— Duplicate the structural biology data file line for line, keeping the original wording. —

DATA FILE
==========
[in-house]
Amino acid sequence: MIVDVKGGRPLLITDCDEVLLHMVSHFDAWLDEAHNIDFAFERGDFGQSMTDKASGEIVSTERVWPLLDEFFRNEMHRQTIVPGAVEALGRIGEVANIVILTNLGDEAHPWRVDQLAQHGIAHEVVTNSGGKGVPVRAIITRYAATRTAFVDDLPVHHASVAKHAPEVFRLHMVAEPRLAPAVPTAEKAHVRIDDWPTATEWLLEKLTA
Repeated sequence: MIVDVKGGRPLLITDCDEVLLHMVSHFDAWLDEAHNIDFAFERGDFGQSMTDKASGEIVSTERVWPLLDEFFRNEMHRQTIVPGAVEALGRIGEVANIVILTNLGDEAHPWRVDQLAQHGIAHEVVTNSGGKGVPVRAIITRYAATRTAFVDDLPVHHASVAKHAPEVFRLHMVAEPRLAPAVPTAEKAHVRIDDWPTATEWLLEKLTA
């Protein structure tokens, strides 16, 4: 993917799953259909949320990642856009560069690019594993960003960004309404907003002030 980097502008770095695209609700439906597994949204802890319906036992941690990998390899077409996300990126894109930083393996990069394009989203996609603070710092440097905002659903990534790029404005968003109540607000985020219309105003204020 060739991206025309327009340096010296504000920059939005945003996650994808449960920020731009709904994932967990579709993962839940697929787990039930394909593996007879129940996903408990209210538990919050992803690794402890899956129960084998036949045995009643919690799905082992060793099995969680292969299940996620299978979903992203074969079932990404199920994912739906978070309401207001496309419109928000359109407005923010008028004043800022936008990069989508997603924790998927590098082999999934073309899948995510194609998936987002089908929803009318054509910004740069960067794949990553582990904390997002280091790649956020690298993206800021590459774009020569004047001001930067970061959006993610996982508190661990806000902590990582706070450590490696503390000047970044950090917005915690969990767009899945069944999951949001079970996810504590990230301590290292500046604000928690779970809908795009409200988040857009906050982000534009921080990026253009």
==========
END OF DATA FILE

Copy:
[in-house]
Amino acid sequence: MIVDVKGGRPLLITDCDEVLLHMVSHFDAWLDEAHNIDFAFERGDFGQSMTDKASGEIVSTERVWPLLDEFFRNEMHRQTIVPGAVEALGRIGEVANIVILTNLGDEAHPWRVDQLAQHGIAHEVVTNSGGKGVPVRAIITRYAATRTAFVDDLPVHHASVAKHAPEVFRLHMVAEPRLAPAVPTAEKAHVRIDDWPTATEWLLEKLTA
Repeated sequence: MIVDVKGGRPLLITDCDEVLLHMVSHFDAWLDEAHNIDFAFERGDFGQSMTDKASGEIVSTERVWPLLDEFFRNEMHRQTIVPGAVEALGRIGEVANIVILTNLGDEAHPWRVDQLAQHGIAHEVVTNSGGKGVPVRAIITRYAATRTAFVDDLPVHHASVAKHAPEVFRLHMVAEPRLAPAVPTAEKAHVRIDDWPTATEWLLEKLTA
């Protein structure tokens, strides 16, 4: 993917799953259909949320990642856009560069690019594993960003960004309404907003002030 980097502008770095695209609700439906597994949204802890319906036992941690990998390899077409996300990126894109930083393996990069394009989203996609603070710092440097905002659903990534790029404005968003109540607000985020219309105003204020 060739991206025309327009340096010296504000920059939005945003996650994808449960920020731009709904994932967990579709993962839940697929787990039930394909593996007879129940996903408990209210538990919050992803690794402890899956129960084998036949045995009643919690799905082992060793099995969680292969299940996620299978979903992203074969079932990404199920994912739906978070309401207001496309419109928000359109407005923010008028004043800022936008990069989508997603924790998927590098082999999934073309899948995510194609998936987002089908929803009318054509910004740069960067794949990553582990904390997002280091790649956020690298993206800021590459774009020569004047001001930067970061959006993610996982508190661990806000902590990582706070450590490696503390000047970044950090917005915690969990767009899945069944999951949001079970996810504590990230301590290292500046604000928690779970809908795009409200988040857009906050982000534009921080990026253009």